Tranexamic acid

As hyperfibrinolysis is thought to play a role in the liquefaction and enlargement of cSDH, pharmaceutical options to block fibrinolysis have been explored in an effort to eliminate the necessity for surgery [10,11,12,13,14,15,16]. The use of tranexamic acid (TXA), an antifibrinolytic drug, has so far been reported in five small series. In the first retrospective series, a total of 21 patients were treated with TXA, of whom three after primary burr hole surgery. In none of these 21 patients, additional surgery was necessary [13]. The second, a prospective pilot study in 14 patients, showed a 41% reduction of cSDH after surgery and an additional 91% residual volume reduction on CT after 90 days during oral TXA treatment of 650 mg per day for a mean (SD) duration of 90 (27) days, without recurrence, re-expansion or any complicating venous thromboembolisms [14]. The third study, a case report series of three patients treated with 650 mg TXA per day for 1 month after surgery for cSDH, showed no recurrences and thromboembolic complications [12]. The fourth, a case report of one patient successfully treated primarily with TXA, was recently published [15], and finally, in an Asian article, the authors conclude that administration of Gorei-San, a Japanese herbal Kampo medicine, combined with TXA has the potential to prevent recurrences of cSDH [16].

With these limited, however promising, data, no definitive conclusion can be made regarding the role of TXA in the treatment of cSDH. Therefore, a prospective study evaluating the efficacy and safety of TXA is needed. Currently, two prospective trials (the TRACS study [17] and the TRACE study [18]) are running in an effort to answer this question. The first (TRACS), a phase IIb trial with the aim to provide preliminary data required to plan a larger phase III trial, excludes patients using anticoagulants [17]. These patients comprise a significant portion of the cSDH patient population, and therefore, the results of the TRACS study will be difficult to extrapolate to the future care of all cSDH patients. The second (TRACE) is a randomised, observer-blinded trial, investigating the value of treating cSDH patients with TXA after surgery [18]. In our trial, we plan to include only patients in whom the primary treatment is conservative. Both trials are set up with a primary radiological outcome parameter and therefore potentially provide insufficient clinically relevant information.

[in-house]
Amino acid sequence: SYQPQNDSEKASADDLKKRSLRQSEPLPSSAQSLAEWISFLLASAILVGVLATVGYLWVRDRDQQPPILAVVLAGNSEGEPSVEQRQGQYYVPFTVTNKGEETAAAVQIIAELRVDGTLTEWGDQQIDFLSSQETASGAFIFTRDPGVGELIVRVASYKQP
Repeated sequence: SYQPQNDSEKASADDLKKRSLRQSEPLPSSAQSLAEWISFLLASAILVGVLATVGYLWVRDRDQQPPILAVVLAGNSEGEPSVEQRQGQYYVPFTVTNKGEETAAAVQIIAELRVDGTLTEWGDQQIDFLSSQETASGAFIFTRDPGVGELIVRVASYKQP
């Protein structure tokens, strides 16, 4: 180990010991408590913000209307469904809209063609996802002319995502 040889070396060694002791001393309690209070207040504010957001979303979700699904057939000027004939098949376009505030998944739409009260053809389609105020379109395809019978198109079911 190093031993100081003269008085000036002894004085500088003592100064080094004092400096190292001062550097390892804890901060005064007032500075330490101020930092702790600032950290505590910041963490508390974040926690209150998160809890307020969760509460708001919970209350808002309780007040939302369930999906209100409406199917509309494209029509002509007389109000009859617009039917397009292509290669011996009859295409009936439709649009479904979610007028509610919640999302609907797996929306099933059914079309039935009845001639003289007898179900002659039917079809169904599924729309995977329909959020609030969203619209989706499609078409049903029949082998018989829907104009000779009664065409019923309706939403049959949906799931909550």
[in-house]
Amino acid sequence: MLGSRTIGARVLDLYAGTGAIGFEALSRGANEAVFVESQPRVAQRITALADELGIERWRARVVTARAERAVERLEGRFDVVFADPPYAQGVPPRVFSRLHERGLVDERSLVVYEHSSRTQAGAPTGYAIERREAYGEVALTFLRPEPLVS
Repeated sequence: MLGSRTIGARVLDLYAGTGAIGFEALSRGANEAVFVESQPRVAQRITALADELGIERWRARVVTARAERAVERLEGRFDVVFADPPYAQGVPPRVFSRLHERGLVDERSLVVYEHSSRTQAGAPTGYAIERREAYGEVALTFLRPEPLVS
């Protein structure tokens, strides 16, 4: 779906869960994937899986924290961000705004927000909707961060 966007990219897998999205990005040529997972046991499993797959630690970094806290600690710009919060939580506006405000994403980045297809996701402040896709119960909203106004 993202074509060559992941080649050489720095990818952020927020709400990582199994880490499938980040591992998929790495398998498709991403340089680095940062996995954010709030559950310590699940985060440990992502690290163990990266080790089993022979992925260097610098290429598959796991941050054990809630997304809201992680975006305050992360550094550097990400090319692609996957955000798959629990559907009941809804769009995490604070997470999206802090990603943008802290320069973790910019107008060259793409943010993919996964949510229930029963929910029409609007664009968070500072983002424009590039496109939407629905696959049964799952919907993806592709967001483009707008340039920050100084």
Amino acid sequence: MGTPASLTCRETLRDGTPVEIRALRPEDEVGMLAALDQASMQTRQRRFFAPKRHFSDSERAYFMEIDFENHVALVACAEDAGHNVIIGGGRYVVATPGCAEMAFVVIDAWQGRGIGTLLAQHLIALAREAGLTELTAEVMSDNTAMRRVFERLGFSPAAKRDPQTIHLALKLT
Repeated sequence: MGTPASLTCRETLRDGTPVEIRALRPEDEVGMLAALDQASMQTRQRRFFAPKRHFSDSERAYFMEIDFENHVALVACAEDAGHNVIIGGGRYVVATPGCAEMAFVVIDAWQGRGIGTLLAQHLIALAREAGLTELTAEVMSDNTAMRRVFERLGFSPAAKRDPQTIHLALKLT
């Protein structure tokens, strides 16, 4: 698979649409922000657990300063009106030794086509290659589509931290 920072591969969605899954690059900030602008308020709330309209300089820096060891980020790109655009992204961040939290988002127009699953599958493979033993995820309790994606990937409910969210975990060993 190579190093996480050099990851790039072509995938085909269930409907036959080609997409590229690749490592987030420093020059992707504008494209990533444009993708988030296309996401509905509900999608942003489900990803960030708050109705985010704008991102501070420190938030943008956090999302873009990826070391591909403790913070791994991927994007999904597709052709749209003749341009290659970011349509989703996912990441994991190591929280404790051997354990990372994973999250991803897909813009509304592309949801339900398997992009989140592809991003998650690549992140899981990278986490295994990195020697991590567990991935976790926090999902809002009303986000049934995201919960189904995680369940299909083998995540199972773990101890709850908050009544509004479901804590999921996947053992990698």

Opposed to what is commonly thought, TXA has no known prothrombotic effects. It is an antifibrinolytic drug that inhibits the action of plasmin. Several studies with TXA show no increase in fatal or non-fatal vascular occlusive events (1.7% TXA versus 2.0% placebo; RR (95% CI) 0.84 (0.68–1.0)) [19] or death or thrombotic complications (RR (95% CI) 0.92 (0.81–1.05)) [20]. In a Swedish case-control study of 1955 women, no increased risk of venous thromboembolism for women using TXA for menorrhagia was found (OR 0.55 (0.31–0.97)) [21]. Also, in another study evaluating the effect of high-dose (1 g, 3 times daily) TXA on epistaxis in 135 patients with hereditary haemorrhagic telangiectasia, no thromboembolic events were seen after 3 months (incidence 0%, 95% CI 0.0–2.8%) [22]. A recent systematic review on the use of TXA in non-surgical patients showed a reduced all-cause mortality without increased risk of venous or arterial thrombotic complications (22 studies representing 49,538 patients) [23].

Objectives {7}

Our phase III trial aims to investigate the efficacy of TXA as an addition to a primary conservative treatment of cSDH, in an effort to prevent surgery for cSDH. Since surgical treatment is associated with significant morbidity [9], we assume that preventing surgery also prevents deterioration of patients’ cognitive functioning, loss of independency and even death due to postoperative complications. If this study shows that TXA is an effective treatment, steps will be taken to register cSDH as a new indication for TXA. Together with the registration, the use of TXA can be incorporated in the clinical guideline for the treatment of cSDH.